Awards Buzz

Awards Focus: Belfast

10 Mar 2022 | 3 MINS READ
Curzon

Belfast is nipping at the heels of current awards-season frontrunner The Power of the Dog. Find out what we make of the film's chances with the Oscars and BAFTAs.

Kenneth Branagh’s most personal film, his 18th in just over 30 years, is a heartfelt, semi-autobiographical account of a young boy’s experiences living in the Northern Irish capital as tensions between the Protestant and Catholic communities intensify. Opening with a glorious aerial montage of the city in colour, Belfast turns to black and white as a camera swoops over a wall and down onto the street where most of the action unfolds. Buddy (Jude Hill) is playing an adventurous knight, with a wooden sword and dustbin lid shield when a demonstration suddenly erupts with violence. The majority of the film’s action is seen through the boy’s eyes, drawing on Branagh’s own experience of growing up in the Troubles.

Belfast (2021)

Belfast (2021)

Just as John Boorman successfully channelled a boy’s own adventure into life on the home front during World War II in Hope and Glory (1987), with Belfast Branagh gives us a youngster’s perspective on the conflict and the challenges faced by his family. Woven into this fabric is the larger-than-life world of cinema, particularly Westerns, through which Buddy attempts to grapple with the forces unleashed around him. This combination has proven irresistible to many audiences and the celebratory element – of family and community – may give the film an edge over its rivals in the race for Best Picture at both the Academy Awards and the BAFTAs. It also positions Branagh as a favourite to win Best Original Screenplay, who is closely followed by Paul Thomas Anderson for Licorice Pizza.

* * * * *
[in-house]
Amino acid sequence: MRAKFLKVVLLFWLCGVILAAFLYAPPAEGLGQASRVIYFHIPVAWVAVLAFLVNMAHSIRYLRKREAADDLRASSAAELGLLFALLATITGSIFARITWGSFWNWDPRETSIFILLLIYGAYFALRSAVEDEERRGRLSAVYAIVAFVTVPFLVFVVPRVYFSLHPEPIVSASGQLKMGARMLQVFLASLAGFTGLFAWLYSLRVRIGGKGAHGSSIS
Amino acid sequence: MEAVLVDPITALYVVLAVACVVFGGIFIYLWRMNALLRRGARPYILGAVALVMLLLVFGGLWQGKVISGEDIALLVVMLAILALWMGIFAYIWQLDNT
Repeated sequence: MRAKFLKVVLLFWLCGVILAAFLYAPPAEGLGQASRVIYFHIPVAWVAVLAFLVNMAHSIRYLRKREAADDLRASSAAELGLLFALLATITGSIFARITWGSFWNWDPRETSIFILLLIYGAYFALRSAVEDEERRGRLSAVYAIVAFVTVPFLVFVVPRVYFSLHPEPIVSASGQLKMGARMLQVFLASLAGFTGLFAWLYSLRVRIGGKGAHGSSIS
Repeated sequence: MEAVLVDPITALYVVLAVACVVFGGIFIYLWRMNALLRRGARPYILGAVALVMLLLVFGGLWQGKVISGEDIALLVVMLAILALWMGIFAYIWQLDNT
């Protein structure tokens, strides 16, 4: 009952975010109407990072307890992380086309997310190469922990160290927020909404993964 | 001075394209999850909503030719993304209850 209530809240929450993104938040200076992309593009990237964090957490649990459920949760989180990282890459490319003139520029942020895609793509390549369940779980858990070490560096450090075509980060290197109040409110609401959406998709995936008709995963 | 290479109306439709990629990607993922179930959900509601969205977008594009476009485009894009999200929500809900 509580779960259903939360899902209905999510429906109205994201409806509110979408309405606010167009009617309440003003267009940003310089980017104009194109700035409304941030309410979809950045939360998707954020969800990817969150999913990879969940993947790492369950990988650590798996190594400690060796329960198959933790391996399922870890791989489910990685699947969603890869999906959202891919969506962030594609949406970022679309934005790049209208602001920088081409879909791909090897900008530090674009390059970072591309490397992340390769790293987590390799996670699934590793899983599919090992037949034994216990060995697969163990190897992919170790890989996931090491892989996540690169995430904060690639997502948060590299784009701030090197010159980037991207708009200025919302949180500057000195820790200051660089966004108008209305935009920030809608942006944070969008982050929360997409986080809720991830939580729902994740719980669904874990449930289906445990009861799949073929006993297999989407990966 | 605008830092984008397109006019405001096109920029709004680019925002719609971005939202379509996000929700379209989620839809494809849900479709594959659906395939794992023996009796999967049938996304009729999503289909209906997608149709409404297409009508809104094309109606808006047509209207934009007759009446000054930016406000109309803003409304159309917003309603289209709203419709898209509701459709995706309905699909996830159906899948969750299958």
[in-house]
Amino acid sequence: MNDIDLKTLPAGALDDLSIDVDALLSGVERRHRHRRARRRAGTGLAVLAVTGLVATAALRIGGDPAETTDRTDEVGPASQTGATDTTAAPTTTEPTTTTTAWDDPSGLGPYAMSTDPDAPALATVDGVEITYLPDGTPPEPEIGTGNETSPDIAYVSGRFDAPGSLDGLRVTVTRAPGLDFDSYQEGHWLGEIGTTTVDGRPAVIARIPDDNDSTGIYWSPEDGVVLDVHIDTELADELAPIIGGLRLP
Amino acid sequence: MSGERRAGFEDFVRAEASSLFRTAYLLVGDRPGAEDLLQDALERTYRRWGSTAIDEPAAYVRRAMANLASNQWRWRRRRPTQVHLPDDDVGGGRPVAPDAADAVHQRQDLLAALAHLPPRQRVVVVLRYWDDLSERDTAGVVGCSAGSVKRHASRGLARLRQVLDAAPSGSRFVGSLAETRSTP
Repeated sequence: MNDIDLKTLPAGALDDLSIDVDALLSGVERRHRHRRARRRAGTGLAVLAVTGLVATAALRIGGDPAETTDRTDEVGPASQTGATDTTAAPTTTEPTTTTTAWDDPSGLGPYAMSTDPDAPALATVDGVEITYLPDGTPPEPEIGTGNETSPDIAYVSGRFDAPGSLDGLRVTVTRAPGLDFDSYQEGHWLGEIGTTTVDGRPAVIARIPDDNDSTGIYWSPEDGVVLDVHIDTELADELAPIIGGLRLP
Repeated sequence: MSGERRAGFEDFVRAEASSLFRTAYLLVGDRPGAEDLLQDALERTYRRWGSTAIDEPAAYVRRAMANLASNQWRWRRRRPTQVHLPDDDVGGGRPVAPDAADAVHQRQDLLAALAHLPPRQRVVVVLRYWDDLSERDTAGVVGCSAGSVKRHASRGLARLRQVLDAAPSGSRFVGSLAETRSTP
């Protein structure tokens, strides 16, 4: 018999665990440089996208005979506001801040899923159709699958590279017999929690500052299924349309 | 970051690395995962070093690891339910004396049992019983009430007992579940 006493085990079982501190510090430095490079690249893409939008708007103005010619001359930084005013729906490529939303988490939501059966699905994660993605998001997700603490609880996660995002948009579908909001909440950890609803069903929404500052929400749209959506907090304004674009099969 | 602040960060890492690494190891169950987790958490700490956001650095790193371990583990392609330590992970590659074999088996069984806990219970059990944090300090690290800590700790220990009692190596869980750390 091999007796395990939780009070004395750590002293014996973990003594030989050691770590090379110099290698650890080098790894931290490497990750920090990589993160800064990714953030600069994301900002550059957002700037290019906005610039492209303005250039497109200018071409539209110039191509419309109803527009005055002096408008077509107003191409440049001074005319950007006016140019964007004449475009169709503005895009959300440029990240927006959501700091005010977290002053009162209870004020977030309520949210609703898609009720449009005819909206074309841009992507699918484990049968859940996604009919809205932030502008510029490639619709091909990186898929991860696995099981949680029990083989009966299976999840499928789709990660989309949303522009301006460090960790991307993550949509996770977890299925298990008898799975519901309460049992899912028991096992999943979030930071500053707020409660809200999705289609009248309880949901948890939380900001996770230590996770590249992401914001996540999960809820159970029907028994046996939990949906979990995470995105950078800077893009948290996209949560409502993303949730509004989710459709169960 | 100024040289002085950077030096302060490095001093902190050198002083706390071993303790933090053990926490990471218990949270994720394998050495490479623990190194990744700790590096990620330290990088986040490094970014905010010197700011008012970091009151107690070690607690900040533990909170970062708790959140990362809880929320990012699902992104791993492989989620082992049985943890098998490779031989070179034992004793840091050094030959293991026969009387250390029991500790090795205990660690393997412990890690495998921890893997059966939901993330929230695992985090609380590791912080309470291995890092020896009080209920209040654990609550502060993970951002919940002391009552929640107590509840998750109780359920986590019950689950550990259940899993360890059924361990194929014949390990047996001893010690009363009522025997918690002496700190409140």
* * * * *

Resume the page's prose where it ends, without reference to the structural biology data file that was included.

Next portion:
Belfast (2021)

Belfast (2021)

Children rarely feature in the acting nominations, so it’s no surprise but something of a pity not to see an acknowledgement of Jude Hill’s stunning debut performance. Elsewhere, Ciarán Hinds is nominated for Best Supporting Actor at both awards and hovering somewhere in the middle of the pack behind current favourite Troy Kotsur for CODA. The Oscars have Judi Dench nominated for Best Supporting Actress, while the same category at the BAFTAs sees Caitriona Balfe in the running. There are also other nominations, including Best Editing (Úna Ní Dhonghaíle), Best Sound (Denise Yarde, Simon Chase, James Mather and Niv Adiri) and Best Original Song (Van Morrison with ‘Down to Joy’). And at the end of the awards nights, it won’t come as a surprise if there’s more than a little celebrating on the streets of Belfast.

WATCH BELFAST IN CINEMAS

   

Nominations tally 

BAFTA 

Best Film 

Outstanding British Film 

Best Supporting Actor, Ciarán Hinds

Best Supporting Actress, Caitriona Balfe

Best Screenplay (Original)

Best Editing

Oscar 

Best Picture

Best Director, Kenneth Branagh

Best Supporting Actor, Ciarán Hinds

Best Supporting Actress, Judi Dench

Best Original Screenplay

Best Original Song, ‘Down to Joy’ by Van Morrisson 

Best Sound

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